"Economics is really clear," say the economists (see "Hey Guv: Stop Slashing!" by Lance Tapley, January 2). The same economists who couldn't see the crash coming. Like their kindred ideologues — the politicians, the state agencies, and the overgrown business community they serve — the economists are wrong. Lots of us saw this crash coming.
The source of our economic problems is our economic success. We have ground up the planet, mined the most valuable resources, and turned those resources into money — money that represents a future claim on yet more resources. Money that must be "paid back" in a future of ever fewer resources.
This economic crisis is a deep ecological crisis. Nature — the web of life on which we depend — has never been paid. "Enough," she says.
Liberal economics — "the rising tide that lifts all boats" — is at a dead end. Broken. Let's talk not only of allocation — the "free market" — but let's frankly address the distribution of wealth and the scale of our economic activities.
The pie is shrinking. What is fair and who will decide?
I want to extend Tapley's four prescriptions farther. 1) We need a general "recession surcharge" taxing the wealthy — both income and wealth. 2) We need to refocus our entire economy to build a green Maine. 3) We need the broadest sales (or carbon) tax to dampen business activity. And 4) we need to end not only the tax breaks, but the power of those rich, out-of-state corporations — those engines of permagrowth that leave Maine as they leave any other plantation economy. Stripped.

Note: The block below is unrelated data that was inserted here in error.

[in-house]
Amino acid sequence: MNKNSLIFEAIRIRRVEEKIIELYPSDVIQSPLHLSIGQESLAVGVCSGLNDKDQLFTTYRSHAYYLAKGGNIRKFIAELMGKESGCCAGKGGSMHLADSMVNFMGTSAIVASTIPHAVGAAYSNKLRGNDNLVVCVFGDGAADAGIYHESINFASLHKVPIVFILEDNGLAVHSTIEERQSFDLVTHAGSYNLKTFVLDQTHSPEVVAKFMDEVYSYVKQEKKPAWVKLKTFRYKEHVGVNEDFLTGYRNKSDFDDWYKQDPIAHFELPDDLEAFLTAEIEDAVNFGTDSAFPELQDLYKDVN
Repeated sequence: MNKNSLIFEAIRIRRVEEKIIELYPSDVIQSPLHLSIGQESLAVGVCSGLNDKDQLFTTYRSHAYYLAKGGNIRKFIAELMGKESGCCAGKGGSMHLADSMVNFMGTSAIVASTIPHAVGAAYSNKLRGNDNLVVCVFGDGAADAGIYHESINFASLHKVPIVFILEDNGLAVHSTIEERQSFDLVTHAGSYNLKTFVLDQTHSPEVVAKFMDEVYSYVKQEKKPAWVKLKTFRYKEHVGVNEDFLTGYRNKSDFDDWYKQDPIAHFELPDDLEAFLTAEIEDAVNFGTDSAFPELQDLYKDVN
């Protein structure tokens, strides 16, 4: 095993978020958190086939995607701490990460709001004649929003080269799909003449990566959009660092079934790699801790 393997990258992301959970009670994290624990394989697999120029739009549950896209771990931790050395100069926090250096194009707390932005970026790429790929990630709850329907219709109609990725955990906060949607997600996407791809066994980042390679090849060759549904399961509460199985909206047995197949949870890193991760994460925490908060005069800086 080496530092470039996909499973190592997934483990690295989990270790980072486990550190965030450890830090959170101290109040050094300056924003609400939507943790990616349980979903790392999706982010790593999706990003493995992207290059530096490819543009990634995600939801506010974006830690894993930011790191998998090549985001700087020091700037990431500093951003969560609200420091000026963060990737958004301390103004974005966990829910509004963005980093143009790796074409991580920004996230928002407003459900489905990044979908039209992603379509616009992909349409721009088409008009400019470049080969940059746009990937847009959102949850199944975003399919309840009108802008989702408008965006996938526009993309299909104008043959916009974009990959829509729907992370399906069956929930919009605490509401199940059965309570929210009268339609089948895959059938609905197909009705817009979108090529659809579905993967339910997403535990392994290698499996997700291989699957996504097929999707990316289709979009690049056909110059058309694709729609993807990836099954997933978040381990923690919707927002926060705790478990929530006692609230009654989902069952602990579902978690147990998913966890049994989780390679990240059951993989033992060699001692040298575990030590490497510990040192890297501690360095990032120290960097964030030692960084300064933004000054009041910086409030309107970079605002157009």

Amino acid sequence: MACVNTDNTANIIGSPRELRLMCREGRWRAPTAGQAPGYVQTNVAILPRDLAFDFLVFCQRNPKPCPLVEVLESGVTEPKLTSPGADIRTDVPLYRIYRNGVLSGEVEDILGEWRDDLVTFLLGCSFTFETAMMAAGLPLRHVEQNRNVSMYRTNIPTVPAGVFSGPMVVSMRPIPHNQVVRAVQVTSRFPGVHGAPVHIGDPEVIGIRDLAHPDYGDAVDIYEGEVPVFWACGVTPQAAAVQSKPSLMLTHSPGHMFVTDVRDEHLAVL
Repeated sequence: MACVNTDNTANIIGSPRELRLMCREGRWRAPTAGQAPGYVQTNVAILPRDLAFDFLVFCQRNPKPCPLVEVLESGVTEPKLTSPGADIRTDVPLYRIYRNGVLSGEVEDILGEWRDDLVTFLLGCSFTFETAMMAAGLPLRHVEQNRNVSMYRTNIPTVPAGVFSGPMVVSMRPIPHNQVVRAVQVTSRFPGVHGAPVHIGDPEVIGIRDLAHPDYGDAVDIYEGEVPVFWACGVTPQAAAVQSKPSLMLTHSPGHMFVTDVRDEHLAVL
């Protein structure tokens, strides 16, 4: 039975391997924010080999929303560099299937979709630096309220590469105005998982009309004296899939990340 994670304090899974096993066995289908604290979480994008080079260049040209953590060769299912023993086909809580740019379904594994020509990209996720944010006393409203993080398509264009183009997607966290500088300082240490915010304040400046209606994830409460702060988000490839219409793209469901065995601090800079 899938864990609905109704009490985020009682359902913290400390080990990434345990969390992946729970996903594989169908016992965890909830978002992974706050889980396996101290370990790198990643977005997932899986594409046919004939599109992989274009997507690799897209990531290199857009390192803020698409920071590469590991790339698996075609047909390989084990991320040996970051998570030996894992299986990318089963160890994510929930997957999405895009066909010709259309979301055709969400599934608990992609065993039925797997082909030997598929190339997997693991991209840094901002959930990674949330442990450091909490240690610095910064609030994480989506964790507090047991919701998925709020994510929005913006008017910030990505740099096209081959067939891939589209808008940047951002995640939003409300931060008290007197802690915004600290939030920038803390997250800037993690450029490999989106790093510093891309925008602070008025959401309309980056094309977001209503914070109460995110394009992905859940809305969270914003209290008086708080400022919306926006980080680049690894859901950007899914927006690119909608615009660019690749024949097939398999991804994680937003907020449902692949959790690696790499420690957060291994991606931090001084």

In no case can there be more borrowing. Not from Nature, not from our children, not from the future. It's time to pay it forward. To put back.
I doubt Governor Baldacci and the legislature can see this. They will cut taxes and spending. They will borrow. They will leave us with bigger debts, fewer resources, and ultimately a bankrupt, wasted, and cannibalized Maine.
Christopher F. Miller